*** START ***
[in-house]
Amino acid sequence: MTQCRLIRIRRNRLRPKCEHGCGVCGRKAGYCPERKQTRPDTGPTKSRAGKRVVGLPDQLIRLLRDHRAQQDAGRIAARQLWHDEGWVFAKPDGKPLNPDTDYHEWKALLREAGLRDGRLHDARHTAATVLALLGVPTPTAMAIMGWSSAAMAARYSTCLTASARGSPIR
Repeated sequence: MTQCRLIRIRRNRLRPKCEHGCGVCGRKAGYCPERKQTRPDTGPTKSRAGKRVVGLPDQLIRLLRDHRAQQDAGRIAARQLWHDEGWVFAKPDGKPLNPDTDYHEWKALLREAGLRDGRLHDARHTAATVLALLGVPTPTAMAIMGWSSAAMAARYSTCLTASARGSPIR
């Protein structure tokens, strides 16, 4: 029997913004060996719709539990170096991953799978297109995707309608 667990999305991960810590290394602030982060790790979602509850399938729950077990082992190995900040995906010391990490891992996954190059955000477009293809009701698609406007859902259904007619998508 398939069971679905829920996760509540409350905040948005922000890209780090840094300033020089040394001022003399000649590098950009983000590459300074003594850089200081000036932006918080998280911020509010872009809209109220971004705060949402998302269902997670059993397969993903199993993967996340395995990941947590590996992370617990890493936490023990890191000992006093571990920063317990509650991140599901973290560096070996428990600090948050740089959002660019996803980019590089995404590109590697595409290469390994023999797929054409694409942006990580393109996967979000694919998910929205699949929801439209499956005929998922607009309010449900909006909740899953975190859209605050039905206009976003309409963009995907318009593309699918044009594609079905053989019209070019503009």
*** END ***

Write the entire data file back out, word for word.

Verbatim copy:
[in-house]
Amino acid sequence: MTQCRLIRIRRNRLRPKCEHGCGVCGRKAGYCPERKQTRPDTGPTKSRAGKRVVGLPDQLIRLLRDHRAQQDAGRIAARQLWHDEGWVFAKPDGKPLNPDTDYHEWKALLREAGLRDGRLHDARHTAATVLALLGVPTPTAMAIMGWSSAAMAARYSTCLTASARGSPIR
Repeated sequence: MTQCRLIRIRRNRLRPKCEHGCGVCGRKAGYCPERKQTRPDTGPTKSRAGKRVVGLPDQLIRLLRDHRAQQDAGRIAARQLWHDEGWVFAKPDGKPLNPDTDYHEWKALLREAGLRDGRLHDARHTAATVLALLGVPTPTAMAIMGWSSAAMAARYSTCLTASARGSPIR
């Protein structure tokens, strides 16, 4: 029997913004060996719709539990170096991953799978297109995707309608 667990999305991960810590290394602030982060790790979602509850399938729950077990082992190995900040995906010391990490891992996954190059955000477009293809009701698609406007859902259904007619998508 398939069971679905829920996760509540409350905040948005922000890209780090840094300033020089040394001022003399000649590098950009983000590459300074003594850089200081000036932006918080998280911020509010872009809209109220971004705060949402998302269902997670059993397969993903199993993967996340395995990941947590590996992370617990890493936490023990890191000992006093571990920063317990509650991140599901973290560096070996428990600090948050740089959002660019996803980019590089995404590109590697595409290469390994023999797929054409694409942006990580393109996967979000694919998910929205699949929801439209499956005929998922607009309010449900909006909740899953975190859209605050039905206009976003309409963009995907318009593309699918044009594609079905053989019209070019503009």